RobRoy: Oh yes! I do other art besides bigfoot, I do enjoy painting fine art and drawing nature, animals, people, old dilapidated things, just about anything that “looks cool” to me. Of course, everywhere you look up here in Alaska could be a painting! The mountains, the water, the wildlife…I guess I love both beautiful and ugly things!
Dorraine: With all this work revolving around bigfoot, have you developed any new thoughts on the subject? Any philosophies?
RobRoy: If these creatures are out there, they are more intelligent than we are giving them credit. There is not many of them, but they must be a strong species, strong enough to survive in the most rugged areas to stay hidden, to live without needing the conveniences of modern man. I think they are curious, but know to stay away from us.
I think there are different kinds. Maybe some are more aggressive than others. I also think it’s possible that they don’t exist. Yes that too! We must explore both sides of this bigfoot fence to understand it, and be ready to accept the truth. In my lifetime bigfoot has always been the mystery monster in the woods, I really think he always will be. I will be amazed if one is found, dead or alive in my lifetime!
Spend time in the outdoors & be observant, have fun, but don’t LOOK for Bigfoot. That will drive you crazy! Just go enjoy the outdoors, enjoy nature! The more time you spend outdoors the better your chance of seeing one! And if you see one, you are very, very lucky.
Dorraine: Is there somewhere people can see a gallery of your work? Do you have a website or blog?
RobRoy: I have a website where people can see my art work, and not just my bigfoot art…
www.visualmediastudios.com and they can always see my bigfoot art on my Facebook site “Bigfoot Art Gallery”
Dorraine: What is your favorite medium for your art?
RobRoy: I have always loved pencil, but I think I like acrylic painting the best. I really love photography, and doing digital art, obviously I love combining these for my bigfoot illustrations. I go on “photo shoots” specifically for bigfoot illustrations. Rarely am I without my camera. I do a lot of 2D and 3D animation for my job as a forensic animator for the FAA. I do like 3D software as well.
Dorraine: Since you DO work as an animator, does your work affect or influence your art in any meaningful way?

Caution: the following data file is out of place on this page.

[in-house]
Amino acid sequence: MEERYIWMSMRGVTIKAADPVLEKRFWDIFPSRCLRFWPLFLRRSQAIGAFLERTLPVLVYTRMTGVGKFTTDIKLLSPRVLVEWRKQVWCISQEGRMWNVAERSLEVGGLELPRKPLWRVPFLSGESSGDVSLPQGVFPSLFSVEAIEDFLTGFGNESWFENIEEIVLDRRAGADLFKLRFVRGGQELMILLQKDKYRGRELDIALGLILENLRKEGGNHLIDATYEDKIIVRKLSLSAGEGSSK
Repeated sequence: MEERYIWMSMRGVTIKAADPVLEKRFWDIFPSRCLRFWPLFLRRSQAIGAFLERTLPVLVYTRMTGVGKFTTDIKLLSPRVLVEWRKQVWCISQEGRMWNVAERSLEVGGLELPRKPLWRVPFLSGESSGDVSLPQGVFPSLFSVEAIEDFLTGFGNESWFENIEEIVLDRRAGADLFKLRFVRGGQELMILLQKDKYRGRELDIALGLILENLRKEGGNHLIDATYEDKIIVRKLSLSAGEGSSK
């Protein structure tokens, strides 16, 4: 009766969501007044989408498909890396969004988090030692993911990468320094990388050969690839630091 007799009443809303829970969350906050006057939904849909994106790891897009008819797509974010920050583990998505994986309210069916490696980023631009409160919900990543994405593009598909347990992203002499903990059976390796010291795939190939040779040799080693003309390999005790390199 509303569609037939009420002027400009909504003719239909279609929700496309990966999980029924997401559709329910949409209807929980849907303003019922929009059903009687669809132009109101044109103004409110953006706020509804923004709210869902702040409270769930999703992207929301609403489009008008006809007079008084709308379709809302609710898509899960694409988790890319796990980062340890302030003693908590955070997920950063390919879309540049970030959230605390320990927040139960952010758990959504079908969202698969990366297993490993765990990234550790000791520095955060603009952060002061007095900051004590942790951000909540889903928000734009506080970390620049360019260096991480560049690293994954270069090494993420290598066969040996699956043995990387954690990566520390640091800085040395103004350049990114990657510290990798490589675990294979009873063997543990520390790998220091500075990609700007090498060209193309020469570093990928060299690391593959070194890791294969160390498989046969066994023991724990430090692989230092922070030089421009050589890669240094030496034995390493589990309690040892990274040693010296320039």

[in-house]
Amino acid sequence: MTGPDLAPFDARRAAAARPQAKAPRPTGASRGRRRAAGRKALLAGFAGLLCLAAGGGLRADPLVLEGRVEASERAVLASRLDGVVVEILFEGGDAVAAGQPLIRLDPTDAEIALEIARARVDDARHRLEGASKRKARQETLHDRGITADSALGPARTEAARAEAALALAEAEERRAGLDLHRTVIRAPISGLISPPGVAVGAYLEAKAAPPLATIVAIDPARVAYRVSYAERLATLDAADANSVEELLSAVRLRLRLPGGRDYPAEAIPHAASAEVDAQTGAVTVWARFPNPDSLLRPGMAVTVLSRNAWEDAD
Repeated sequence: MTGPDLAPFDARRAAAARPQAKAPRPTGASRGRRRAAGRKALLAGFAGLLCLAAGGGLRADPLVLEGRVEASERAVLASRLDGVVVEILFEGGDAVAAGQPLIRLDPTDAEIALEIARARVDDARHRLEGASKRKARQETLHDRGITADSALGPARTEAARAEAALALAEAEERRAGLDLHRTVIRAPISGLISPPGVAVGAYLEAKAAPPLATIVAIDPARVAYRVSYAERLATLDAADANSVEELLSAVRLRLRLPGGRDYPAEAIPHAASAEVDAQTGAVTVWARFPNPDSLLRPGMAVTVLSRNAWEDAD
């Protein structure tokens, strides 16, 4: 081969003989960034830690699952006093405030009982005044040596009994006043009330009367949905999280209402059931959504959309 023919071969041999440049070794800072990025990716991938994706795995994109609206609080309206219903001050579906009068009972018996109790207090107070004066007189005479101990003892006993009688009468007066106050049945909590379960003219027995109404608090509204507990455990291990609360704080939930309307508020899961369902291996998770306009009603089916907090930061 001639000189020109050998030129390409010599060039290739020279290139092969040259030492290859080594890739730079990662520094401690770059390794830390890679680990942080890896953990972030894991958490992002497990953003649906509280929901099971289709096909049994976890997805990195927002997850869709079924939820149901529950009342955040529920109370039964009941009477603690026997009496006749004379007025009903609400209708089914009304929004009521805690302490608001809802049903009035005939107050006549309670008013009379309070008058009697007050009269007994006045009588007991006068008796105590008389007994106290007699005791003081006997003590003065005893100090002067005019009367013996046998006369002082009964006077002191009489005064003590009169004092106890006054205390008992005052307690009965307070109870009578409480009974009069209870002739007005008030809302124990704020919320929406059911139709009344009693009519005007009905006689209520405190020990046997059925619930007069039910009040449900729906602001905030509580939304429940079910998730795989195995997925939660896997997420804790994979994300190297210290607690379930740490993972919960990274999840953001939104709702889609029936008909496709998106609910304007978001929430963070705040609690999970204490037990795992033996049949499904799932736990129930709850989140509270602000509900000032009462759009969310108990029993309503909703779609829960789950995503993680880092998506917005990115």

RobRoy: Well actually like bigfoot, what my job does require, is research. I build 2D & 3D animated productions of actual aircraft incursions, or events, whether it’s on the runway or in the air. There is a huge process in building these. We use the actual radar and audio from every event. Official reports, statements and any other source of information. Sometimes we even interview the people involved to hear what they have to say. We are building depictions of the truth, but rather than reading about it in a boring b & w report, the FAA can now watch the event as it happened. It's been a valuable learning tool for the FAA. So, like listening to an eyewitness who is describing to me his/her sighting of a sasquatch, I ask specific questions about their sighting that would help me build a better, more accurate depiction of what they saw. For my job, I have to research each aircraft involved, wingspan, length, airspeed, etc. I can even produce the company's logo and map it onto the 3D model. So both have the commonality that requires lots of research and investigating before producing anything. What this has taught me over the years is how important it is to do a thorough job of asking questions and squeezing as much info as you can to help make an accurate picture.
Dorraine: What do you like to do outside of art?
RobRoy: I enjoy being outdoors, spending time with my family, photography, fishing, riding ATV, being home & living in Alaska. Music, I have been playing guitar since I was 11, I am still recording & producing my own “albums” and call my band “The Cryptoids” I love guitars, I am like a kid in a candy store!! I play & collect them. I love rock star stories, Muscle cars, classic cars, looking at antiques, seeing movies with popcorn, fishing, landscaping, skiing, oh and my latest favorite thing: reading the “Missing 411” books while I’m camping in my RV!!
Dorraine: Is there anything else you'd like to add?
RobRoy: I always like to tell people, If you’re into bigfoot for money, you’re in it for the wrong reason! I have literally done all of my bigfoot drawings and research in my spare time. This is definitely a subject you have to be very curious about to keep pursuing! And keep a sense of humor!!
And no, RobRoy, it’s not silly to be interested in Bigfoot if you haven’t actually seen one. There’s enough inspiration in Alaska to keep anyone interested for a very long time. And, after talking to him, I realized that he’s another one of us who’s destined to search for the truth… in whatever he chooses to pursue. ********DAF
Special thanks to RobRoy Menzies for sharing his insights with us. And he’s also shared some of his favorite bigfoot artwork with us on this page.
This Post By TCC Team Member Dorraine Alters-Fisher. Dorraine is a Professional Writer, a nature, wildlife and Bigfoot enthusiast who has written for many magazines. Dorraine conducts research, special interviews and more for The Crypto Crew. Get Dorraine's book The Book Of Blackthorne!